Alisha Bromfield lawsuit against Home Depot to move forward rules appellant court. What moral and legal obligations do employers have towards their employees?
A Chicago appeals court has reinstated a lawsuit against Home Depot after the rape and murder of a pregnant employee by a male supervisor after a history of sexual harassment complaints which the vendor failed to ‘appropriately’ act on.
The lawsuit comes after Home Depot manager, Brian Cooper, 39 raped and murdered pregnant employee, Alisha Bromfield, 21, at a 2012 Wisconsin wedding reception after threatening to fire the worker if she failed to accept his invitation.
Along with the woman’s death, the expectant child was also killed said the victim’s mother who filed a civil lawsuit against Home Depot for failing to intervene on her daughter’s behalf and long time ago sacking the man.
In her wrongful death suit, the victim’s mother claimed that the retailer had a duty to protect her daughter against Cooper’s harassment.
The murder of Bromfield and her unborn baby led to the Cooper eventually being convicted and sentenced to two life sentences in July, 2014.
Having been struck down by a lower court, the 7th U.S. Circuit Court of Appeals voted unanimously on Friday that Cooper had used the supervisory authority he wielded over Bromfield to force her to go to the wedding of his sister in Wisconsin.
At the time, the man who had been infatuated with Bromfield threatened to fire the Plainfield Illinois Home Depot florist if she didn’t go.
Having used his power as a supervisor to force the woman to attend the wedding reception where he later that evening murdered the woman, the court held that Home Depot and the co-defendants could be held liable for the employee’s deaths.
The fact that Bromfiled wasn’t killed at her place of work was not a motivating factor in the court’s decision, but rather the moral obligation to intervene and the understanding a failure to intervene was inviting Bromfield’s demise noted the chicagotribune.
A lower Chicago court originally ruled that Home Depot could not be responsible for Bromfield’s death. The judges echoed Home Depot’s argument that the retailer has “no obligation to fire or demote employees because of their ‘usage of inappropriate language, or sexual misconduct.'”
According to court filings, Bromfield had repeatedly told upper management of the escalating nature of sexual harassment against her and that the employee never wanted to be alone with Cooper. Protests which the appellant court said were serious enough for the employer to act on and had been negligent in its disregard of.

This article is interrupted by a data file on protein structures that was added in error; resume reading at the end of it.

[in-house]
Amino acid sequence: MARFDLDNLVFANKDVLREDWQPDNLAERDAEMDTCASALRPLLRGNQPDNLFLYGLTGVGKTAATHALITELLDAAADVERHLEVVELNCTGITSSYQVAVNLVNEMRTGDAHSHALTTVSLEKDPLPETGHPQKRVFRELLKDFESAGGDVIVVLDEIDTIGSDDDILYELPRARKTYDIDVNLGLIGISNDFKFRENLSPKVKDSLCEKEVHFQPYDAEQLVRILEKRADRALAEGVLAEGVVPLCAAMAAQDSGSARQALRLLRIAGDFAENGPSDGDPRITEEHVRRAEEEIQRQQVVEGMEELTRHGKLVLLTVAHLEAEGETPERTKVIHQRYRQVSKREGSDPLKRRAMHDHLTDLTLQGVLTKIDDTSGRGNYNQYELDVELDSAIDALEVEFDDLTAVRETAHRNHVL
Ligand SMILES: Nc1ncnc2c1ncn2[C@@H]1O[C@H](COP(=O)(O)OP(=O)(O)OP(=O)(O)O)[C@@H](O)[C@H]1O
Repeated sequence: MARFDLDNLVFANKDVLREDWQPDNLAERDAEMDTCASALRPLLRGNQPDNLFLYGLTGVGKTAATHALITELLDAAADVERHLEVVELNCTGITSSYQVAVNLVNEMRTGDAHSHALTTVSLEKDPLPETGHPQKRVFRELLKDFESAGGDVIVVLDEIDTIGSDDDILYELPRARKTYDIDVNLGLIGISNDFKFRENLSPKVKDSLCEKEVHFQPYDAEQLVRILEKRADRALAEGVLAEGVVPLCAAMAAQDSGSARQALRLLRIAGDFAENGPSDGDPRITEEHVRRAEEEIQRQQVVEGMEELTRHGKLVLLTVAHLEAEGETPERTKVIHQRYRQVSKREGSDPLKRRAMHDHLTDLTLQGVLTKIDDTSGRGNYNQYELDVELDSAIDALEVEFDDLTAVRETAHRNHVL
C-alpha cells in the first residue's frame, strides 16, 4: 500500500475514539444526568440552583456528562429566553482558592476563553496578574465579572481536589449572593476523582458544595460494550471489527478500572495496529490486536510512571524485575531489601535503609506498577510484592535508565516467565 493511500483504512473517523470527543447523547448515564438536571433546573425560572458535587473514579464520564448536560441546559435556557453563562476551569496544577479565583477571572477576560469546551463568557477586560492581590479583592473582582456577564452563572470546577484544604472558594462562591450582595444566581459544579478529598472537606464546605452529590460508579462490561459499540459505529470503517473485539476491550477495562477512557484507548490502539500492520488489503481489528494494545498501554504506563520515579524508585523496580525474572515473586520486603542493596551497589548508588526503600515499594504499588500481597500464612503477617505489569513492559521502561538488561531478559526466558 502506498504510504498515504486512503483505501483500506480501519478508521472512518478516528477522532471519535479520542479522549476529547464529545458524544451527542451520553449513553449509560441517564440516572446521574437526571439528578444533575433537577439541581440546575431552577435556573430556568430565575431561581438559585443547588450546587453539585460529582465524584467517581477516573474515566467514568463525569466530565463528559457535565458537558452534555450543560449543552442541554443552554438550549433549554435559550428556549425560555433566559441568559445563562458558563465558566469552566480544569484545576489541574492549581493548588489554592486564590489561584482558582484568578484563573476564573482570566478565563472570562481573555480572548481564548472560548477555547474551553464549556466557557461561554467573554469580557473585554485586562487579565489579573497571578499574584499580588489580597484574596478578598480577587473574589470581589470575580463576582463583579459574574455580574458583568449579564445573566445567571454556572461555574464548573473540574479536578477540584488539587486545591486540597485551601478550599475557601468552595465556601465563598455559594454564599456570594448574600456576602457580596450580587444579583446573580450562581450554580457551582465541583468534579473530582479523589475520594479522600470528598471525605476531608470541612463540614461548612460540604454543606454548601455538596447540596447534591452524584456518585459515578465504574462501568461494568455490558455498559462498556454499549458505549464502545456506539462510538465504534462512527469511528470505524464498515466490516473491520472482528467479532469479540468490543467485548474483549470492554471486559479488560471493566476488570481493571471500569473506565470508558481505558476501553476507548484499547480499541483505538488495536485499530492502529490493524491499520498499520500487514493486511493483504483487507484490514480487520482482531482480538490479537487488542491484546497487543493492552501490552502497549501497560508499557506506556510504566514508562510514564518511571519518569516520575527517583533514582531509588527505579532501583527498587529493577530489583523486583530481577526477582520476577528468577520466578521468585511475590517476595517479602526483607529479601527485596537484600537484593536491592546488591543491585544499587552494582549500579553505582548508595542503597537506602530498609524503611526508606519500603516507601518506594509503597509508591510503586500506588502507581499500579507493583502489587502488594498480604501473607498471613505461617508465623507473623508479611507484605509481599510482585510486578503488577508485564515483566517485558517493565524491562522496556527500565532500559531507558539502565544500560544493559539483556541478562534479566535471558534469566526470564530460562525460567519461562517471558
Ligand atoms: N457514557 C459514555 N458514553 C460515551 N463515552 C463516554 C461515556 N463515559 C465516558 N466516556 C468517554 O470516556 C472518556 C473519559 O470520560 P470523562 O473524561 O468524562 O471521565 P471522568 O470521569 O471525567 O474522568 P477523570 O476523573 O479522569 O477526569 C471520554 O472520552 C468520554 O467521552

Whilst attended the wedding, Cooper had begged Alisha, who was seven months pregnant to be his girlfriend. After refusing her manager’s overtures, the woman went to sleep whilst Cooper continued drinking through the night, the next morning strangling Bromfield.
He later told detectives that Alisha, pleaded for the life of her baby. After the murder he then undressed and raped Broomfield’s corpse.
Cooper turned himself into police after an unsuccessful attempt at suicide with a butter knife and corkscrew following the murder. He then called 911, referring to Alisha as his girlfriend.
Cooper was sentence to life terms in jail with no possibility of parole in July of 2014.
The guilty verdict against Cooper came in a second trial after the first resulted in a hung jury, with Coopers lawyer claiming that his client killed Bromfield but that he was too impaired to intentionally strangle the girl.
After the mistrial Sherry Anicich, Bromfield’s mother led a campaign which lead to Governor of Wisconsin Scott Walker revoking the intoxication defense in April of 2014 and the eventual conviction against Cooper.
In moving a civil suit against her daughter’s former employer, Anicich listed a series of events which highlighted the sexual predatory behavior of the Home Depot manager, including Cooper previously calling another female employee “his girlfriend,” repeatedly making “comments about his genitals to her and [rubbed] himself against her,” behavior that Cooper then shifted on Bromfield when she first started her job at Grand Flower.
The suit claims Cooper having called Bromfield a ‘whore’, after having been denied a day off work. A complaint to management led to Bromfield simply being sent home early. Following another incident, Cooper was required to go to anger management, but did not follow up on his treatment.
Reacting to the latest court decision, the National Women’s Law Center said, “Hearing such evidence, a reasonable jury could easily find that the employers could and should have foreseen that Cooper would take the small further step to violence.”
Reiterated Maya Raghu, the organization’s director of workplace equality, via Broadly: “Companies may fail to address sexual harassment in some cases because their sexual harassment policies and programs are inadequate, or perhaps because the company’s leadership fails to condemn such behavior in the strongest terms. Unfortunately, this discourages employees from complaining about harassment, and allows harassers to evade accountability.”